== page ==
Trains are the veins and arteries of Europe. They crisscross cities, suburbs, and countryside. David and I didn't have to take a taxi, or ride a bus the entire time. We hopped on streetcars, subways, high speed, and low speed trains. I put so much trust in this immense, impressive train system that I made a stupid mistake. We were in Stuttgart, and wanted to take an overnight to Rome. I booked it, or so I thought, and David and I got onboard at 9pm that night.
The train was raucous and full; high school students crowded the halls. I imagined drunks, stoners, body odor and smelly feet. I imagined laughter into the depths of the night.
"Good thing we have a reservation," David said, as we warily eyed the packed cattle cars. "Sometimes if you don't, conductors will just throw you off the train at some remote city in the middle of Austria. I've seen passengeres beg to stay onboard."
"Good thing," I agreed.
I pushed and picked my way to our couchette to find a couple already sitting on our beds. We compared tickets, each had reservations for that car. Perplexed, David and I went to find a conductor.
"Someone's in our car," we told the slender, stony faced German. He pursed his lips, furrowed his eyebrows, and read the fine print. The print I should have read to begin with.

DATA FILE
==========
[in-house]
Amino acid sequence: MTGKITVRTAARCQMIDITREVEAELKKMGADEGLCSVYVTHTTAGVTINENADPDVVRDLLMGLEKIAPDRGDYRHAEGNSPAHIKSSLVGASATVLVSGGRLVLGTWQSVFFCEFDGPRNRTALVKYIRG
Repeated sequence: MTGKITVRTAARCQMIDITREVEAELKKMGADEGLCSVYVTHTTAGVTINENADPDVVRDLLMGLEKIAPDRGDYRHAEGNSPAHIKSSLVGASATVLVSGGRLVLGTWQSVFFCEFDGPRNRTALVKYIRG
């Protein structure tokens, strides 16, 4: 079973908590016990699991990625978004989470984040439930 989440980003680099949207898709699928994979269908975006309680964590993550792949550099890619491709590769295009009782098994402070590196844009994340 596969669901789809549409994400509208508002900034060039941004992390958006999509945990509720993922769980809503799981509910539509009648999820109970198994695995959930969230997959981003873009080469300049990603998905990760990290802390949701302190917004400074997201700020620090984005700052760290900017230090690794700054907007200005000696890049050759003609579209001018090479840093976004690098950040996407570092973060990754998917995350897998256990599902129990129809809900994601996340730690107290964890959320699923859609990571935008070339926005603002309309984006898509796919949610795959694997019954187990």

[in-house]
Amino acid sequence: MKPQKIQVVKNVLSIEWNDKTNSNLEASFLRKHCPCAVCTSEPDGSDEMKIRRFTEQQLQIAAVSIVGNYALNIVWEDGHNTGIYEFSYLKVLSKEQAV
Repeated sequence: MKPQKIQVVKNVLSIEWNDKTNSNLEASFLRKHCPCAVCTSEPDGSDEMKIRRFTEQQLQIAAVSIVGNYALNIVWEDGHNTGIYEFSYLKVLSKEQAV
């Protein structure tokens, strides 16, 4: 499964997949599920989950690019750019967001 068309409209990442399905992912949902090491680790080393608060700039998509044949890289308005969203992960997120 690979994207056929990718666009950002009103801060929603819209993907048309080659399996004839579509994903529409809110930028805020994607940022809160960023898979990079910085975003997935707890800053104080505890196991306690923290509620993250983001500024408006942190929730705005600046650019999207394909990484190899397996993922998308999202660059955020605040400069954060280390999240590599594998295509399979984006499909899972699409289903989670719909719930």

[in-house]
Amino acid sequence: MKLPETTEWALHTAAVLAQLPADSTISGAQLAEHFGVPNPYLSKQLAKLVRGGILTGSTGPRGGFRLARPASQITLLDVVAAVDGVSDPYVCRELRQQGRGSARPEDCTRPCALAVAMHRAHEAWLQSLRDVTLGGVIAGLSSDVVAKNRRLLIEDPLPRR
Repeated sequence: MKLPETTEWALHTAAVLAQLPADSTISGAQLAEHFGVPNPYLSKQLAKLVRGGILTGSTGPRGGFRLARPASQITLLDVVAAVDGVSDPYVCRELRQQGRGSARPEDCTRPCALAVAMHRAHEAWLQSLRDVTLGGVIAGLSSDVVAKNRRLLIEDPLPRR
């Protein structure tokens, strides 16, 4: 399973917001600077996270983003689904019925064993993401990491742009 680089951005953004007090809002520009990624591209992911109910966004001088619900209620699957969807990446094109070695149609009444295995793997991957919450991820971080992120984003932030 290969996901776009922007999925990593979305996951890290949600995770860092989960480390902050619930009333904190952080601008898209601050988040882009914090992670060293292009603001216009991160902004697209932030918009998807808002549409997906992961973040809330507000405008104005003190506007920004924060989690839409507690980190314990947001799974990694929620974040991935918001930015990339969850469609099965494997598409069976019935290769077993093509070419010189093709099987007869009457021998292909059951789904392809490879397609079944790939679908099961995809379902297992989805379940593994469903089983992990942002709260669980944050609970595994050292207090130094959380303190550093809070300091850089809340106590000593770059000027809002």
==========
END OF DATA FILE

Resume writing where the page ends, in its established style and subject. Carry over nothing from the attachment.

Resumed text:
"Wrong date." He pointed, raised his eyebrows, and walked away. David and I spend the next hour and a half hunting down conductors. We found them in the hallways, near the bathrooms, in a cramped office in the front of a car. Each said the same thing in halting English.
"Train's full. Sorry. You're out of luck."
The aisles, even the car with bicycles were already full. People slept on the ground with their backpacks as pillows. David and I went to the back of the train and found a spot to sleep. On the ground. Near the restroom. Then we went and bought beer: life's elixir.
We stayed on that lonely floor for two hours as Germany, Austria, and Italy rushed by. I cracked the large window, and breathed in the cold mountain air. Tiny towns peppered the hillside, mountains were lumbering beasts in the silvery moonlight. I wondered how people here lived, if they could see the Alps during the daytime. David and I almost got off the train in the middle of Austria, but waited it out.
I was still peeking out that window when Italy rolled into view. David was laying on the ground, listening to his audiobook. I thought about all the grime and dust beneath our clean clothes.
"David," I whispered. "Welcome to Italy."
It was then that I saw the conductor, walking briskly down the hall toward us. Images flashed through my head: David and I sleeping on hard, cold cement. David and I wandering around for 6 hours until morning. Shoot, I thought, he's going to kick us off the train.
"I have a room for you," he said. It was the same stony-faced German, but this time, he was smiling.
I'd never heard such beautiful, pure, luxuriant words. We have a room for you.
We followed the German, dazed, into our tiny couchette. REAL BEDS! REAL SHEETS. It was past midnight, and David and I couldn't stop grinning as we folded our bodies onto the tiny bunks. It was the best sleep of my life, and I woke up in Rome refreshed and happy.
The moral to the story: read the fine print.